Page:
Specific measures of executive function predict cognitive decline in older adults

Lindsay R. Clark, Dawn M. Schiehser, Gali H. Weissberger, David P. Salmon, Dean C. Delis, Mark W. Bondi

Research output: Contribution to journalArticlepeer-review

125 Scopus citations


Decline in executive function has been noted in the prodromal stage of Alzheimer's disease (AD) and may presage more global cognitive declines. In this prospective longitudinal study, five measures of executive function were used to predict subsequent global cognitive decline in initially nondemented older adults. Of 71 participants, 15 demonstrated significant decline over a 1-year period on the Dementia Rating Scale (Mattis, 1988) and the remaining participants remained stable. In the year before decline, the decline group performed significantly worse than the no-decline group on two measures of executive function: the Color-Word Interference Test (CWIT; inhibition/switching condition) and Verbal Fluency (VF; switching condition). In contrast, decliners and non-decliners performed similarly on measures of spatial fluency (Design Fluency switching condition), spatial planning (Tower Test), and number-letter switching (Trail Making Test switching condition). Furthermore, the CWIT inhibition-switching measure significantly improved the prediction of decline and no-decline group classification beyond that of learning and memory measures. These findings suggest that some executive function measures requiring inhibition and switching provide predictive utility of subsequent global cognitive decline independent of episodic memory and may further facilitate early detection of dementia.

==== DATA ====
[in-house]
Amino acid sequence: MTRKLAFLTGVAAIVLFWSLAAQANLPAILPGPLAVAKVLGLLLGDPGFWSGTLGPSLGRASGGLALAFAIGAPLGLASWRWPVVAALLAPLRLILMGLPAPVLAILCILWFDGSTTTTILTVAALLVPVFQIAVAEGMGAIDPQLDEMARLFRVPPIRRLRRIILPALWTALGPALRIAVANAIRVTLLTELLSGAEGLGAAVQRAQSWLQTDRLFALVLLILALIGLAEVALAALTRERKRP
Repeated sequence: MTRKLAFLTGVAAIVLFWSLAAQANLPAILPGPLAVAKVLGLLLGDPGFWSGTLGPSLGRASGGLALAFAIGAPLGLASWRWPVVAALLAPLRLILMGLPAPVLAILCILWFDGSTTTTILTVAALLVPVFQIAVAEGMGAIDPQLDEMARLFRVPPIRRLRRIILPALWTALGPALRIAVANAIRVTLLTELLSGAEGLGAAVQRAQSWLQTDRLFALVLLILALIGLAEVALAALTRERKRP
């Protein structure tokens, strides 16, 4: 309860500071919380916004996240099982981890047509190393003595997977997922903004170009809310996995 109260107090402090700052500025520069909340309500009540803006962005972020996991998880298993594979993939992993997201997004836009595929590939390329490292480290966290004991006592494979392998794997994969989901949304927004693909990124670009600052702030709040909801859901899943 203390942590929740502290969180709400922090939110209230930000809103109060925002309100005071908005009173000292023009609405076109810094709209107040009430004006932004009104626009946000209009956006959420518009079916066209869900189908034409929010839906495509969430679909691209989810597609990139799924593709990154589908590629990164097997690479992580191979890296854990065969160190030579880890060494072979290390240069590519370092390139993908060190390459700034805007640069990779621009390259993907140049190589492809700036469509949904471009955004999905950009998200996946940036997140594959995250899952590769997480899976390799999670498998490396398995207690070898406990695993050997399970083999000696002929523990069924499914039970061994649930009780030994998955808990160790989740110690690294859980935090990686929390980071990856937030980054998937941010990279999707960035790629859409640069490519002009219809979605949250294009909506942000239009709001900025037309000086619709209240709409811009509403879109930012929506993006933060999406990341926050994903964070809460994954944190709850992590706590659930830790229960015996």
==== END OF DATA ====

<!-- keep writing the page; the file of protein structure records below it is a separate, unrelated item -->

Original languageEnglish
Pages (from-to)118-127
Number of pages10
JournalJournal of the International Neuropsychological Society
Issue number1
StatePublished - Jan 2012
Externally publishedYes


FundersFunder number
National Institute on AgingK24AG026431


    • Executive functions
    • Global cognition
    • Mild cognitive impairment
    • Prediction
    • Prodromal Alzheimer's disease
    • Switching


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